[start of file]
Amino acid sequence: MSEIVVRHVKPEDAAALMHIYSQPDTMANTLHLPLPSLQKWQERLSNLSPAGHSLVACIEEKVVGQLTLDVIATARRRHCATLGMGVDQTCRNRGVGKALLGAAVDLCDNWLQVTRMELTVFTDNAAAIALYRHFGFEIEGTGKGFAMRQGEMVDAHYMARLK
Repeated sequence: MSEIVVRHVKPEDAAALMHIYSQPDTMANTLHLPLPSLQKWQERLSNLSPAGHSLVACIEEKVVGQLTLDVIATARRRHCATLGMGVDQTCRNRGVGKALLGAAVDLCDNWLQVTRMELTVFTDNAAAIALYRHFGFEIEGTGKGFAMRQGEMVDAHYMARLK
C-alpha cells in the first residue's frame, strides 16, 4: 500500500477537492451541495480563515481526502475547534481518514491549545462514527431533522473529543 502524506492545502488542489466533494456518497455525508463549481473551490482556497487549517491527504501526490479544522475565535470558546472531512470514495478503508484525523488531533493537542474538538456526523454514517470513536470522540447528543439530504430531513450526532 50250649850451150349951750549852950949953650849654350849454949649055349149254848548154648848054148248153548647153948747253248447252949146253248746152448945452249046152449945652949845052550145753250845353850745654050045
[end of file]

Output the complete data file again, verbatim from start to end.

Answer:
Amino acid sequence: MSEIVVRHVKPEDAAALMHIYSQPDTMANTLHLPLPSLQKWQERLSNLSPAGHSLVACIEEKVVGQLTLDVIATARRRHCATLGMGVDQTCRNRGVGKALLGAAVDLCDNWLQVTRMELTVFTDNAAAIALYRHFGFEIEGTGKGFAMRQGEMVDAHYMARLK
Repeated sequence: MSEIVVRHVKPEDAAALMHIYSQPDTMANTLHLPLPSLQKWQERLSNLSPAGHSLVACIEEKVVGQLTLDVIATARRRHCATLGMGVDQTCRNRGVGKALLGAAVDLCDNWLQVTRMELTVFTDNAAAIALYRHFGFEIEGTGKGFAMRQGEMVDAHYMARLK
C-alpha cells in the first residue's frame, strides 16, 4: 500500500477537492451541495480563515481526502475547534481518514491549545462514527431533522473529543 502524506492545502488542489466533494456518497455525508463549481473551490482556497487549517491527504501526490479544522475565535470558546472531512470514495478503508484525523488531533493537542474538538456526523454514517470513536470522540447528543439530504430531513450526532 50250649850451150349951750549852950949953650849654350849454949649055349149254848548154648848054148248153548647153948747253248447252949146253248746152448945452249046152449945652949845052550145753250845353850745654050045